Note: All ingredients need to be at room temperature. To hinder the cake from cracking around the ring, cover with aluminum foil only for the first 15 minutes of baking time.

Using a Stand Mixer:

Separate the egg whites from the yolks. Place the egg whites in the mixing bowl of a stand mixer. Attach the wire whip to the beater shaft of the mixer. Using the wire whip of the mixer beat the egg whites starting with the lowest speed and gradually increasing the speed to 8. Once a foamy texture is attained, place the foamy egg in a separate bowl.

Grate the orange and put the zest aside. Squeeze the orange and set aside. In the mixer bowl, place the egg yolks, sugar, orange juice, orange zest, yogurt, vanilla extract and oil. Whip together at speed 8; again starting at the lowest speed and increasing it gradually.

Remove the wire whip attachment from the mixer and attach the flat beater (Do this after unplugging the stand mixer as the instructions of the mixer suggest). Add the foamy egg white to the bowl. Sift the flour and baking soda in a separate bowl and add them to the wet ingredients in the bowl of the mixer. Mix together at speed 4 for a few minutes until all the ingredients are incorporated and you have a smooth batter. In case some of the flour stays around the mixing bowl, scrape them down using a spatula. Make sure your mixer is off when you are doing this.


In a deep bowl, whisk the egg whites until they are foamy. Set aside. On another large deep bowl, put the egg yolks, sugar, orange juice, yogurt, oil, vanilla extract and orange zest and whisk together until all the ingredients are integrated. Add the egg white foam the rest of wet ingredients. Sift flour and baking soda and add to the wet ingredients. Mix all the ingredients until you attain a smooth batter.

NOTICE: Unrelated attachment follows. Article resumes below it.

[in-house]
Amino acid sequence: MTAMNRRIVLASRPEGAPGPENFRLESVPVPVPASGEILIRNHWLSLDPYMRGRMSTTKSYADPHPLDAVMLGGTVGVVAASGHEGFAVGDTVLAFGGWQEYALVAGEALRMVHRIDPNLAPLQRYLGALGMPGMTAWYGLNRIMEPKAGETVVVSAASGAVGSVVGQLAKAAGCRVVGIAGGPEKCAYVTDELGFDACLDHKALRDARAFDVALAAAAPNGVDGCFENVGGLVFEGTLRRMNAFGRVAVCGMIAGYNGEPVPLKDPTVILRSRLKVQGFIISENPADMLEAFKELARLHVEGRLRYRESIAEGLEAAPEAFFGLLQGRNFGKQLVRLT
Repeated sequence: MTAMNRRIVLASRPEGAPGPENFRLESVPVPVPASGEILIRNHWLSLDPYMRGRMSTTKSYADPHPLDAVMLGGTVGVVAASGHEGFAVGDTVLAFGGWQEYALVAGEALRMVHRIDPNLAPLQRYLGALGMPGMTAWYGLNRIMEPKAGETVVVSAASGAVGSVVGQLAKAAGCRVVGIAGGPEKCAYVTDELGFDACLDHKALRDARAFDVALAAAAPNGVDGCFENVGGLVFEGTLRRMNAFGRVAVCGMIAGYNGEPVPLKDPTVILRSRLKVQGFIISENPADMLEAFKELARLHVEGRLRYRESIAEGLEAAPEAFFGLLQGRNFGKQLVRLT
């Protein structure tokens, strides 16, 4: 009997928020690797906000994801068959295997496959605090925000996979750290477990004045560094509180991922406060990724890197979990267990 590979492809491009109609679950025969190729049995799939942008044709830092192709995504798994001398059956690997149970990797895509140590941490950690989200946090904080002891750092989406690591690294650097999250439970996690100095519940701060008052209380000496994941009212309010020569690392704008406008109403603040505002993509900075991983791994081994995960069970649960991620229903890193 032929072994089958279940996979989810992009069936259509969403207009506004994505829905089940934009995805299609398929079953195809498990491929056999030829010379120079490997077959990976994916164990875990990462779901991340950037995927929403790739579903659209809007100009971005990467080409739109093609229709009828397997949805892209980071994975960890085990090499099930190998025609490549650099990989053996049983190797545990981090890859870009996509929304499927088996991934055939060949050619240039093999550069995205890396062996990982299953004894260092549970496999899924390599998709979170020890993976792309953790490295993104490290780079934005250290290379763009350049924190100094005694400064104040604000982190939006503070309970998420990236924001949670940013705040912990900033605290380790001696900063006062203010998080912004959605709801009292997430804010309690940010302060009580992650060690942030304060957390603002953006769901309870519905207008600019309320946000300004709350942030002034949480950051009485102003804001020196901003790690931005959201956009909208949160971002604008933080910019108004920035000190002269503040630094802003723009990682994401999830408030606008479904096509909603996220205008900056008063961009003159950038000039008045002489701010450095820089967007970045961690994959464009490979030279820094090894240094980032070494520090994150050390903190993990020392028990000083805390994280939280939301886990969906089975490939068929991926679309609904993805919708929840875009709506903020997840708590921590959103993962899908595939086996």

Set oven heat at 325ºF. Grease a cake mold with unsalted butter. Sprinkle a little flour on the greased pan or cake mold. Pour the cake batter in the cake mold. When the oven is ready, place in the middle rack and bake for 50 minutes. To check whether the cake is baked well or not, insert a toothpick in the cake. If the toothpick comes out clean, that means your cake is ready, if it comes out with batter, that means it still needs baking.

When you remove the cake from the oven, let it rest for about 15 minutes before taking the cake out of the cake mold.

Enjoy with a hot tea or coffee.

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Tuesday, January 20, 2009

Ispanaklı Sac Böreği (Borek with Spinach on Griddle)

Another type of borek that is unique to Iskenderun/Hatay region is the Spinach Borek on a convex griddle. This version (with spinach) is more widespread in this region. However, nowadays potato, zucchini and meat versions are frequently prepared on sac (convex griddle). To reiterate, even though Turkey is a small country compared to the United States, Turkish food is very heterogeneous. There are so many foods that are unique to only one city or one region. For instance, some cities in Hatay province may not recognize this borek because of its specialty specifically for one small area. Common Turkish cuisine may be prepared and consumed all over Turkey, but sometimes with different versions.

I have made Patatesli Sac Böreği (Borek with Potatoes) previously which was posted on my blog. This recipe is almost the same. I used wheat flour for the potato borek, here I am using regular white flour. Of course the fillings are different too, but the process is the same. Since I do not have a convex griddle, I used a regular non-stick pan.

It may look very time consuming to make these boreks, but believe me it does not take much time to prepare the borek, especially if you prepare the filling the day before. The day you cook the boreks, all you have to do is prepare the dough. If you have a stand mixer, that will take you less than 4 minutes. The only disadvantage is that you have to constantly watch the boreks while cooking so that they do not burn and you do not set your fire alarm.